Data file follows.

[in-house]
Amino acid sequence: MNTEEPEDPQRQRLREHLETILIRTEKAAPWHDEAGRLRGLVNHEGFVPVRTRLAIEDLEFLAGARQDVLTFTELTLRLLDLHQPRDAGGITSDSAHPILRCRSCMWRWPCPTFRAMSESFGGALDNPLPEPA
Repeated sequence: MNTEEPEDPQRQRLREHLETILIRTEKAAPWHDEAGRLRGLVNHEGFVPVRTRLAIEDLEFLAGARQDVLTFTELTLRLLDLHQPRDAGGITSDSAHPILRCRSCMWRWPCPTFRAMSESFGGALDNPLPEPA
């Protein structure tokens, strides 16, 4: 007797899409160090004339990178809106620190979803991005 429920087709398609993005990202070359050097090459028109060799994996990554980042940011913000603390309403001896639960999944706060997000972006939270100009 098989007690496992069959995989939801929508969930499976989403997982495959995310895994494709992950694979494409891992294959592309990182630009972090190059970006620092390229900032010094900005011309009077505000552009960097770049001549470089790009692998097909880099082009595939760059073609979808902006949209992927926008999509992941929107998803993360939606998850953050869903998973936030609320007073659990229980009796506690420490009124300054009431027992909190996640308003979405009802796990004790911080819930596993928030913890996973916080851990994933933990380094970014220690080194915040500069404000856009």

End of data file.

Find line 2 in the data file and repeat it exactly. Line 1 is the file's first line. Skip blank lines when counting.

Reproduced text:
Amino acid sequence: MNTEEPEDPQRQRLREHLETILIRTEKAAPWHDEAGRLRGLVNHEGFVPVRTRLAIEDLEFLAGARQDVLTFTELTLRLLDLHQPRDAGGITSDSAHPILRCRSCMWRWPCPTFRAMSESFGGALDNPLPEPA